We had opted for the boat, but had a limited amount of time to make it to the boat, made more interesting since it took us a bit to find the trail head. This added to the adventure a bit since we spent the last ~4 miles on the US side speed hiking through waist or higher berries and brush, finding lots of berry filled bear scat, but not coming across any other hikers. This way, I suppose the husband felt his bear spray was well justified and we made sure to make lots of noise along the way.img_20160823_142609324_hdr

When you round into Goat Haunt and begin to encounter a few buildings the first people we ran into were full fledged US Customs and Immigration officers. As the hike winds down there’s signs warning you that you need to present your passport to the ranger station if you hiked in from Canada, but for some reason we were expecting a rather more casual quick glance by a National Park Service Ranger. Instead 2 Customs officers, complete with bullet proof vests and side arms asked us a few questions and stamped our passports, including a nice little goat stamp!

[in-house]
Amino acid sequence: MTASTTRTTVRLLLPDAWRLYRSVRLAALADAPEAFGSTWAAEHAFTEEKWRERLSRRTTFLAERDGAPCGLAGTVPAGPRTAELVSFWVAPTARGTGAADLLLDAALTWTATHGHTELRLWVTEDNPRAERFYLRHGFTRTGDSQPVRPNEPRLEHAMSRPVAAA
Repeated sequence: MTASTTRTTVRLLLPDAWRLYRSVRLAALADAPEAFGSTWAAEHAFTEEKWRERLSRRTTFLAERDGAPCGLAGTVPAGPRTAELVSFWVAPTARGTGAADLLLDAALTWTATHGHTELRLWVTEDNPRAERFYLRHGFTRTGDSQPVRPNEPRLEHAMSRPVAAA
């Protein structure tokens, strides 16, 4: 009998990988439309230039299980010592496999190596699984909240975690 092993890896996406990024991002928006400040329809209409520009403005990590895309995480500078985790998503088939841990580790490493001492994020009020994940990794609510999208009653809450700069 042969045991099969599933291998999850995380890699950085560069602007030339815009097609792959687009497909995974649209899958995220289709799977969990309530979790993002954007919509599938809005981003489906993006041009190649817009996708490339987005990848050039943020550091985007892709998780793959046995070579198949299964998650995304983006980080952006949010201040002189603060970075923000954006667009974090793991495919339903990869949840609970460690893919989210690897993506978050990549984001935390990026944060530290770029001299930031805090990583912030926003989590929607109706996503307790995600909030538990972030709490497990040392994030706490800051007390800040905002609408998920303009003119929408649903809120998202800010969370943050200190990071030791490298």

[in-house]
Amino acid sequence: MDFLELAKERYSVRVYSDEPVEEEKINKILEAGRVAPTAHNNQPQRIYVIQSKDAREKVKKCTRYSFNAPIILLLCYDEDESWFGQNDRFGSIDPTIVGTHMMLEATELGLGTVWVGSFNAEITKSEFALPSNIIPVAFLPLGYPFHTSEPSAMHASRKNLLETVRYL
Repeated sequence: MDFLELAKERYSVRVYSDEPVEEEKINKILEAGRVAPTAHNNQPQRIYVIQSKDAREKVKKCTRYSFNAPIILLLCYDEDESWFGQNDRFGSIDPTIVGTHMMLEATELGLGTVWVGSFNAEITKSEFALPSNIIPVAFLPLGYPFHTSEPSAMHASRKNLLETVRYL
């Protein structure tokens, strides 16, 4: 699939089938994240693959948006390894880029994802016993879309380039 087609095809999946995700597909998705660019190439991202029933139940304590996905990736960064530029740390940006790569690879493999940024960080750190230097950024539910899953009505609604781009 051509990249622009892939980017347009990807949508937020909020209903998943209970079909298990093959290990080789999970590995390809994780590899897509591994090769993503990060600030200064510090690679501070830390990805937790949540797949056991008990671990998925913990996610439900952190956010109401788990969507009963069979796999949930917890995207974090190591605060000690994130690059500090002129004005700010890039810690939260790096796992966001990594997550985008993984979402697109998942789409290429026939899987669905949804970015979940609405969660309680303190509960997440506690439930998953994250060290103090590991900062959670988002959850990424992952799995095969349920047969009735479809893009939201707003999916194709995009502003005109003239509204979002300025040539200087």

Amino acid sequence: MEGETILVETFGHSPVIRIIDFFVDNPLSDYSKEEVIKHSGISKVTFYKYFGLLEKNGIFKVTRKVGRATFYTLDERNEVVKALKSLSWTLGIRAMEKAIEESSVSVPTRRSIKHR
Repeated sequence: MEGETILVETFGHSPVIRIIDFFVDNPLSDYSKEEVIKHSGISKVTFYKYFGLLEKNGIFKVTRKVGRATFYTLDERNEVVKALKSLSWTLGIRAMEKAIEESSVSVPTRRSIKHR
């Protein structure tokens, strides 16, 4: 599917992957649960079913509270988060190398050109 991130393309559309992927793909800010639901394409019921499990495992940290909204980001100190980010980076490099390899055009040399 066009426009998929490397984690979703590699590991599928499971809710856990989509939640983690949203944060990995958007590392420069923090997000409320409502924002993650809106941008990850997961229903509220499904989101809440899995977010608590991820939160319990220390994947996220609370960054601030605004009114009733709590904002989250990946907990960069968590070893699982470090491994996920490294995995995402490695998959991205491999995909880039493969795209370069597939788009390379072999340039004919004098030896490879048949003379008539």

Thankfully we made it just in time to catch the boat and enjoy the leisurely ride back to Waterton before grabbing a much deserved beer and dinner at the Prince of Wales Hotel. The hotel has an unbelievable view, good food at reasonable prices – the perfect post hike stop. Then we hopped back across the border for our 4th time that day, laughed at the border officer’s warning to watch for cows in the road in the dark and then quickly realized how creepy black cows hanging out in the middle of road really are in the dark. A bit like crazed otherwordly beings attempting to thrwart your ability to drive safely.

And now this has somehow turned into a little hike trip report, but I’m going to go with it for the day. Plus, it’s well past time to get to the trip planning so that we have somewhere to stay next week!

day 11

Being as it’s been 19 days since I posted anything, I’m guessing I don’t need to say a whole lot about how well the writing daily thing has been going. 🙂 We’re back in town and life’s been a bit of a flurry of catching up on tasks, catching up with people and prepping for leaving the country for 2 months (!!). Somehow in the midst of that I’ve jumped into a handful of books I’ve finished, but planting in order to write has been much more challenging. One of the upsides of being back in town is getting to walk to coffee at my favorite spots, although now that the university in town has started classes, it’s a much different and less quiet experience (if more entertaining in some ways/moments).